Two years in the making: Rock-It goes global

Rock-It Global Co-Managing Directors (EMEA), Chris Palmer and Martin Corr share what the future holds for the Global Critical Logistics (GCL) company following a post-lockdown rebrand.

Rock-It Global has rebranded, launching a new logo and website, harnessing over four decades of expertise in live event logistics from Rock-It Cargo, Sound Moves, Waiver, Cargo Live, and Rogers Customs Broker. The new look outfit, along with Dietl, Cosdel, and Dynamic International are now part of Global Critical Logistics (GCL), a global holding company for mission-critical freight forwarding and global logistics providers to specialty sectors and a portfolio company of ATL Partners. 

“This announcement has been in the works for two years and was largely made to consolidate the brands specific to live touring, live events, sports, tradeshows and our internal cargo and passenger charter divisions,” Rock-It Global Co-Managing Director (EMEA), Chris Palmer began, speaking to TPi following the announcement. “We took the many years of experience and talent of companies such as Rock-it Cargo, Sound Moves, Waiver, Rogers and CargoLive and combined them under the new banner, Rock-It Global.”

Rock-It Global Co-Managing Director (EMEA), Martin Corr joined the conversation: “We always had the vision that we would all be stronger together, sharing our knowledge and experiences across the board and in doing so, creating an incredibly tight, far-reaching network of offices and warehouses all over the globe to benefit our clients. While our underlying DNA and culture will not change, we believe that clarity around branding and focused messaging will be helpful for customers to grasp who they are engaging with and how they truly benefit from a global, tight knit network of experts.”

In London, Rock-it Global, has opened a dedicated 15,000 sq ft facility at Heathrow Airport, which offers 13,314 cubic ft of caged secure storage space, as well as rack space for 300 pallet positions for long-term storage and tour merchandise.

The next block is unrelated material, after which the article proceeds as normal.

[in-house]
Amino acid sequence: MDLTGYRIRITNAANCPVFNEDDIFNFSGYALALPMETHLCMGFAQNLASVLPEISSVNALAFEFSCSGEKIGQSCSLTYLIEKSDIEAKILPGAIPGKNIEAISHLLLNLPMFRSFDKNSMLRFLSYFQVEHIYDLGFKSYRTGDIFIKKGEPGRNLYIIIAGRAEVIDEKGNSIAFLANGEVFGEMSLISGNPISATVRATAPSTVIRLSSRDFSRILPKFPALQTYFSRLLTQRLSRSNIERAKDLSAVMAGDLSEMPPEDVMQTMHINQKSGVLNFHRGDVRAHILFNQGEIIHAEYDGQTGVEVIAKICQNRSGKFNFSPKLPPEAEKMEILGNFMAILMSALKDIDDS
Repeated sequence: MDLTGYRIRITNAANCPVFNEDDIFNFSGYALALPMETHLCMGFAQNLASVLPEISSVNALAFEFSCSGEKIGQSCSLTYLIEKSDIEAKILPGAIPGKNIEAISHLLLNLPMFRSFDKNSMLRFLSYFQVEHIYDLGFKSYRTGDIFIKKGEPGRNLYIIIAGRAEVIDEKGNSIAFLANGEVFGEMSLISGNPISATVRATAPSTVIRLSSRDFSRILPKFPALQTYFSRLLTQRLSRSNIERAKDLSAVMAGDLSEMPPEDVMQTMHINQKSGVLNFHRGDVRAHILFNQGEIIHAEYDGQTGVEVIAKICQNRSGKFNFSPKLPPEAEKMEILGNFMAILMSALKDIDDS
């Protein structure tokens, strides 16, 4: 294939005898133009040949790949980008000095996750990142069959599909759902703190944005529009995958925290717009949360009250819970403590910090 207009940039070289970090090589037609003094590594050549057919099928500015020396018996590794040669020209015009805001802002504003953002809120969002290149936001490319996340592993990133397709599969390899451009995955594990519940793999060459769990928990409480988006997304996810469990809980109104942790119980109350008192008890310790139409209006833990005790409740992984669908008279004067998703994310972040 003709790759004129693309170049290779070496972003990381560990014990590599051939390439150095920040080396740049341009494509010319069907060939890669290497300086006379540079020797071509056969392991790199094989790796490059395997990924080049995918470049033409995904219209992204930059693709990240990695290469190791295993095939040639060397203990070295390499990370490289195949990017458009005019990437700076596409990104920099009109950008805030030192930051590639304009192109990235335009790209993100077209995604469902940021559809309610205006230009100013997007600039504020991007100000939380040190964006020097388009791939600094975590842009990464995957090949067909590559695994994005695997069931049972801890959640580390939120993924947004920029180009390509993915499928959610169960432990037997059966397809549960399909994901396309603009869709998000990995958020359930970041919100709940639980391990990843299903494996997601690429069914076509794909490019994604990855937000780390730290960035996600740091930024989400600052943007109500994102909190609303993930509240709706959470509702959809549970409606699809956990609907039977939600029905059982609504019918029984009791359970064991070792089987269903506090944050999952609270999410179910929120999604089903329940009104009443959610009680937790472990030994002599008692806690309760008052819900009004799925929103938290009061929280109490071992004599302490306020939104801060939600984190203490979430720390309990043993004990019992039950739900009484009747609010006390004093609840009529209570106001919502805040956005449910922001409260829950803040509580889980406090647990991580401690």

“London has, at certain stages of this whole process, acted as a beta test for the entire company. Rock-it Cargo and Sound Moves maintained a physical distance for many years in the UK, operating and existing in separate spheres entirely, but when the time was right and both parties were in total agreement that we could make it work, we moved in together to share a facility. To say that it has been a profound success is an understatement,” Palmer commented. 

“Whether we were united by our shared experience during the pandemic, the aftermath of Brexit, or the realisation that we were working to a shared goal, or simply a combination of all three factors, we have cooked up a truly wonderful team of individuals working together to create a fruitful and highly-enjoyable future for everyone involved,” he said.

In a bid to provide a holistic service for clientele, Rock-It has invested in an X-ray machine for onsite screening and installed an Explosive Trace Detector (ETD) machine for cargo too dense to X-ray, avoiding the need to rely on a third-party off-site provider. 

“This provides us with more control over the handling of our clients’ goods, reducing the opportunity for damage or loss by a third party and keeping as much of the freight-forwarding process controlled by our team of experts,” Corr explained.